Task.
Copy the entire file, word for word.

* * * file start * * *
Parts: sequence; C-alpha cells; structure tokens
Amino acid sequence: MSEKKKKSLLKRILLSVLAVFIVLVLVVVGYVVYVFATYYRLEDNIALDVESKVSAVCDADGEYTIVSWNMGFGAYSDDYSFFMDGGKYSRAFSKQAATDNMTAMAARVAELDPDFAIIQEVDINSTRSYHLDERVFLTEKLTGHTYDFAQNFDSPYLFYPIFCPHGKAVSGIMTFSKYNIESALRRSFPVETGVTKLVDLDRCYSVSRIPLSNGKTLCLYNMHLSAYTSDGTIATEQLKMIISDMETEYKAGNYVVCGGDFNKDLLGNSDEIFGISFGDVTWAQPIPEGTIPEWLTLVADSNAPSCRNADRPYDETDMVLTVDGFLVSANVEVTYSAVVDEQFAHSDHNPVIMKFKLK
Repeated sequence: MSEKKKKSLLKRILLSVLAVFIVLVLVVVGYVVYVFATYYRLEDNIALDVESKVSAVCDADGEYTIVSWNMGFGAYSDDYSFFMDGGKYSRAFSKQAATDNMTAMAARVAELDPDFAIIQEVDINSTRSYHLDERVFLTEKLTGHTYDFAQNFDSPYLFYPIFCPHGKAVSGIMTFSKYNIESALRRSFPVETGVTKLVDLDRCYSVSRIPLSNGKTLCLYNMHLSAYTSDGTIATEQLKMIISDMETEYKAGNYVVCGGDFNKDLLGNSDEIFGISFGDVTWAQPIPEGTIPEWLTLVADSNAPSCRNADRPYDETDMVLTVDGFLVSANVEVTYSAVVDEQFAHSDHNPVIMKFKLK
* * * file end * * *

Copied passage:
Parts: sequence; C-alpha cells; structure tokens
Amino acid sequence: MSEKKKKSLLKRILLSVLAVFIVLVLVVVGYVVYVFATYYRLEDNIALDVESKVSAVCDADGEYTIVSWNMGFGAYSDDYSFFMDGGKYSRAFSKQAATDNMTAMAARVAELDPDFAIIQEVDINSTRSYHLDERVFLTEKLTGHTYDFAQNFDSPYLFYPIFCPHGKAVSGIMTFSKYNIESALRRSFPVETGVTKLVDLDRCYSVSRIPLSNGKTLCLYNMHLSAYTSDGTIATEQLKMIISDMETEYKAGNYVVCGGDFNKDLLGNSDEIFGISFGDVTWAQPIPEGTIPEWLTLVADSNAPSCRNADRPYDETDMVLTVDGFLVSANVEVTYSAVVDEQFAHSDHNPVIMKFKLK
Repeated sequence: MSEKKKKSLLKRILLSVLAVFIVLVLVVVGYVVYVFATYYRLEDNIALDVESKVSAVCDADGEYTIVSWNMGFGAYSDDYSFFMDGGKYSRAFSKQAATDNMTAMAARVAELDPDFAIIQEVDINSTRSYHLDERVFLTEKLTGHTYDFAQNFDSPYLFYPIFCPHGKAVSGIMTFSKYNIESALRRSFPVETGVTKLVDLDRCYSVSRIPLSNGKTLCLYNMHLSAYTSDGTIATEQLKMIISDMETEYKAGNYVVCGGDFNKDLLGNSDEIFGISFGDVTWAQPIPEGTIPEWLTLVADSNAPSCRNADRPYDETDMVLTVDGFLVSANVEVTYSAVVDEQFAHSDHNPVIMKFKLK